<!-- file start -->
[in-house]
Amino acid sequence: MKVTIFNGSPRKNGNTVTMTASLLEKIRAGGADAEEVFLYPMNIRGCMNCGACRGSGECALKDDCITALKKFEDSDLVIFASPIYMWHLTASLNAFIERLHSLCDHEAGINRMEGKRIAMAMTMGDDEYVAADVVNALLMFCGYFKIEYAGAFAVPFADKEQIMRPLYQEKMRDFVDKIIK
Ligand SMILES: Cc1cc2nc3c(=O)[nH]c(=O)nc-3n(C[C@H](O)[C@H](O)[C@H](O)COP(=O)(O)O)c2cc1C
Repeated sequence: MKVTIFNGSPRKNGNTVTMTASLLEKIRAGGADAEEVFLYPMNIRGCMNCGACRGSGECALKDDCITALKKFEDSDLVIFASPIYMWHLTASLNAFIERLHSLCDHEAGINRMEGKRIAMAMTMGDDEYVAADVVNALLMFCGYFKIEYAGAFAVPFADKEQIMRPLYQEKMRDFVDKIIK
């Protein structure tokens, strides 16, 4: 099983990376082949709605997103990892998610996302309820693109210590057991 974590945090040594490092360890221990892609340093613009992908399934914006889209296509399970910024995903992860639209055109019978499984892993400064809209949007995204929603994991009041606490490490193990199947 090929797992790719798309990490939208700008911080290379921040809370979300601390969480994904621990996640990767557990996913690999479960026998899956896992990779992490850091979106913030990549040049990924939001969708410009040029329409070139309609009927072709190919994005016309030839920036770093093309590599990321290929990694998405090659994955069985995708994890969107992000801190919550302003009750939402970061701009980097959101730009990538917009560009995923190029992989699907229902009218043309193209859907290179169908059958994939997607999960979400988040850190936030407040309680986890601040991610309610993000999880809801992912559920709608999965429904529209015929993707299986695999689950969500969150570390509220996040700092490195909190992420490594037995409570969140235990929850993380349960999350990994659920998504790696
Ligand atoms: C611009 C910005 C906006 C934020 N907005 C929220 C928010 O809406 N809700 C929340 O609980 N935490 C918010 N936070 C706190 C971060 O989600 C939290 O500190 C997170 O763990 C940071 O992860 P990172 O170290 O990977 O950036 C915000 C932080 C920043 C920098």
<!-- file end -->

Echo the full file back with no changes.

[in-house]
Amino acid sequence: MKVTIFNGSPRKNGNTVTMTASLLEKIRAGGADAEEVFLYPMNIRGCMNCGACRGSGECALKDDCITALKKFEDSDLVIFASPIYMWHLTASLNAFIERLHSLCDHEAGINRMEGKRIAMAMTMGDDEYVAADVVNALLMFCGYFKIEYAGAFAVPFADKEQIMRPLYQEKMRDFVDKIIK
Ligand SMILES: Cc1cc2nc3c(=O)[nH]c(=O)nc-3n(C[C@H](O)[C@H](O)[C@H](O)COP(=O)(O)O)c2cc1C
Repeated sequence: MKVTIFNGSPRKNGNTVTMTASLLEKIRAGGADAEEVFLYPMNIRGCMNCGACRGSGECALKDDCITALKKFEDSDLVIFASPIYMWHLTASLNAFIERLHSLCDHEAGINRMEGKRIAMAMTMGDDEYVAADVVNALLMFCGYFKIEYAGAFAVPFADKEQIMRPLYQEKMRDFVDKIIK
């Protein structure tokens, strides 16, 4: 099983990376082949709605997103990892998610996302309820693109210590057991 974590945090040594490092360890221990892609340093613009992908399934914006889209296509399970910024995903992860639209055109019978499984892993400064809209949007995204929603994991009041606490490490193990199947 090929797992790719798309990490939208700008911080290379921040809370979300601390969480994904621990996640990767557990996913690999479960026998899956896992990779992490850091979106913030990549040049990924939001969708410009040029329409070139309609009927072709190919994005016309030839920036770093093309590599990321290929990694998405090659994955069985995708994890969107992000801190919550302003009750939402970061701009980097959101730009990538917009560009995923190029992989699907229902009218043309193209859907290179169908059958994939997607999960979400988040850190936030407040309680986890601040991610309610993000999880809801992912559920709608999965429904529209015929993707299986695999689950969500969150570390509220996040700092490195909190992420490594037995409570969140235990929850993380349960999350990994659920998504790696
Ligand atoms: C611009 C910005 C906006 C934020 N907005 C929220 C928010 O809406 N809700 C929340 O609980 N935490 C918010 N936070 C706190 C971060 O989600 C939290 O500190 C997170 O763990 C940071 O992860 P990172 O170290 O990977 O950036 C915000 C932080 C920043 C920098």